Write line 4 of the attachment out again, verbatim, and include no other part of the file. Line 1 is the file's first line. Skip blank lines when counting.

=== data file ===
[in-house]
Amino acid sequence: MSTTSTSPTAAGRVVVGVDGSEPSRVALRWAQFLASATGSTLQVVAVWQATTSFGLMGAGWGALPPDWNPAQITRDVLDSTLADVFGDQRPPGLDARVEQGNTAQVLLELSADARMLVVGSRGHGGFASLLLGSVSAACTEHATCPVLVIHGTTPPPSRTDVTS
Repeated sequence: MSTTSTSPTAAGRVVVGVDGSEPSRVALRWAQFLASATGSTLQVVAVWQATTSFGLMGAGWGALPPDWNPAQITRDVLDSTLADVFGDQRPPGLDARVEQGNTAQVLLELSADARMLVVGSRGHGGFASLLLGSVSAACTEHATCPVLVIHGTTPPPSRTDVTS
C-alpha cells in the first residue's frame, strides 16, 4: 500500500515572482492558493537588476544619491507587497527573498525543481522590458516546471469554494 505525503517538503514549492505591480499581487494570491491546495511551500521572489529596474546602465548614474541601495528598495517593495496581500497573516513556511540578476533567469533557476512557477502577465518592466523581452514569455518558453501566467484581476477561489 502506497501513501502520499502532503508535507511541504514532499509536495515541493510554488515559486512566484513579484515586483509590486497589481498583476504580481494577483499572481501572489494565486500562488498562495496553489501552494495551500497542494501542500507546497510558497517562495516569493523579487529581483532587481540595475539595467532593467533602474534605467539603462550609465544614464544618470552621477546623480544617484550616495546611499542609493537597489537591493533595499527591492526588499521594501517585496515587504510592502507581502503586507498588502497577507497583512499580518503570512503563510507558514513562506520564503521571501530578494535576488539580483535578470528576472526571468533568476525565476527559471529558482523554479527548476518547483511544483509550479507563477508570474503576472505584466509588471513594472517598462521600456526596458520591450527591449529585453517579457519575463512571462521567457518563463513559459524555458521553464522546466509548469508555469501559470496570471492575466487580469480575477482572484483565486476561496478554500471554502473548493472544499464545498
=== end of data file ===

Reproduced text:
C-alpha cells in the first residue's frame, strides 16, 4: 500500500515572482492558493537588476544619491507587497527573498525543481522590458516546471469554494 505525503517538503514549492505591480499581487494570491491546495511551500521572489529596474546602465548614474541601495528598495517593495496581500497573516513556511540578476533567469533557476512557477502577465518592466523581452514569455518558453501566467484581476477561489 502506497501513501502520499502532503508535507511541504514532499509536495515541493510554488515559486512566484513579484515586483509590486497589481498583476504580481494577483499572481501572489494565486500562488498562495496553489501552494495551500497542494501542500507546497510558497517562495516569493523579487529581483532587481540595475539595467532593467533602474534605467539603462550609465544614464544618470552621477546623480544617484550616495546611499542609493537597489537591493533595499527591492526588499521594501517585496515587504510592502507581502503586507498588502497577507497583512499580518503570512503563510507558514513562506520564503521571501530578494535576488539580483535578470528576472526571468533568476525565476527559471529558482523554479527548476518547483511544483509550479507563477508570474503576472505584466509588471513594472517598462521600456526596458520591450527591449529585453517579457519575463512571462521567457518563463513559459524555458521553464522546466509548469508555469501559470496570471492575466487580469480575477482572484483565486476561496478554500471554502473548493472544499464545498